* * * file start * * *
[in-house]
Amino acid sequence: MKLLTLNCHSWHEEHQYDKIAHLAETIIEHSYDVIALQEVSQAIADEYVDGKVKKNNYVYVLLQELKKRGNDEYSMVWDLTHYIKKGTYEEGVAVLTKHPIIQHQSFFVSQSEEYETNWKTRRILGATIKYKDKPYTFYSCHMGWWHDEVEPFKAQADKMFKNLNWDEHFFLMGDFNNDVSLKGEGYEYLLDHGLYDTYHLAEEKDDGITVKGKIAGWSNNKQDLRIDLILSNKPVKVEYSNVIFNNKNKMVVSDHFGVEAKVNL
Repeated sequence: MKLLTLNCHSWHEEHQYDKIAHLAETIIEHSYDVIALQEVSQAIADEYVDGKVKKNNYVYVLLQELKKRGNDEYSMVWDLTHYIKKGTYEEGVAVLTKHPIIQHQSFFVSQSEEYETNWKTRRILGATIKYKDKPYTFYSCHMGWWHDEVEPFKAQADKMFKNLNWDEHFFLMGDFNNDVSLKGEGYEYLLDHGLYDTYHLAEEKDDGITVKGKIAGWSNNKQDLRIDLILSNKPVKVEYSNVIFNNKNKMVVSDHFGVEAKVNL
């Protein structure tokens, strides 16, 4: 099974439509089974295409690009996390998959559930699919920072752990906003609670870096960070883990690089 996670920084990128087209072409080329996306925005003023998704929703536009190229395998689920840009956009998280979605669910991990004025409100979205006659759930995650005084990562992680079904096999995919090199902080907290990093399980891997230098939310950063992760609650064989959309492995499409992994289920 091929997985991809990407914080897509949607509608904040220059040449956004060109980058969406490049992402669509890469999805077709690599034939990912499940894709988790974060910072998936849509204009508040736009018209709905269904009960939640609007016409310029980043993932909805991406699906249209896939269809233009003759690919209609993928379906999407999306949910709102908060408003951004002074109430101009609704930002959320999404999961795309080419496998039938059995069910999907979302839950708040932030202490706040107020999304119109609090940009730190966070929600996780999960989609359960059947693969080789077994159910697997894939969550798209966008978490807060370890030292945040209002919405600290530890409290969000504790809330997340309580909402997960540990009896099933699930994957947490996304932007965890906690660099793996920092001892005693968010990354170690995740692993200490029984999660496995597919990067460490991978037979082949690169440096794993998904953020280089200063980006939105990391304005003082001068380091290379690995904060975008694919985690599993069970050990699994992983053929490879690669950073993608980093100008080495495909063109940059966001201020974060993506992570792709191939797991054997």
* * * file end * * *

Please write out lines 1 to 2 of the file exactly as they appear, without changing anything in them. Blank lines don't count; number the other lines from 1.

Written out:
[in-house]
Amino acid sequence: MKLLTLNCHSWHEEHQYDKIAHLAETIIEHSYDVIALQEVSQAIADEYVDGKVKKNNYVYVLLQELKKRGNDEYSMVWDLTHYIKKGTYEEGVAVLTKHPIIQHQSFFVSQSEEYETNWKTRRILGATIKYKDKPYTFYSCHMGWWHDEVEPFKAQADKMFKNLNWDEHFFLMGDFNNDVSLKGEGYEYLLDHGLYDTYHLAEEKDDGITVKGKIAGWSNNKQDLRIDLILSNKPVKVEYSNVIFNNKNKMVVSDHFGVEAKVNL